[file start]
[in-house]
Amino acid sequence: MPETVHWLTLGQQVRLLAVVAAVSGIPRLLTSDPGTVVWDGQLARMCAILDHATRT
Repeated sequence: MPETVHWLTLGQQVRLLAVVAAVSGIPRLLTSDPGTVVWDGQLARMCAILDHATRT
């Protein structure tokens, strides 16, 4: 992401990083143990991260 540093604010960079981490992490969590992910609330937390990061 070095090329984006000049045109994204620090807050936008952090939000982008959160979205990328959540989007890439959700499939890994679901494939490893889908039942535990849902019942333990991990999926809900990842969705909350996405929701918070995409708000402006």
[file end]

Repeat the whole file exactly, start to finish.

[in-house]
Amino acid sequence: MPETVHWLTLGQQVRLLAVVAAVSGIPRLLTSDPGTVVWDGQLARMCAILDHATRT
Repeated sequence: MPETVHWLTLGQQVRLLAVVAAVSGIPRLLTSDPGTVVWDGQLARMCAILDHATRT
């Protein structure tokens, strides 16, 4: 992401990083143990991260 540093604010960079981490992490969590992910609330937390990061 070095090329984006000049045109994204620090807050936008952090939000982008959160979205990328959540989007890439959700499939890994679901494939490893889908039942535990849902019942333990991990999926809900990842969705909350996405929701918070995409708000402006």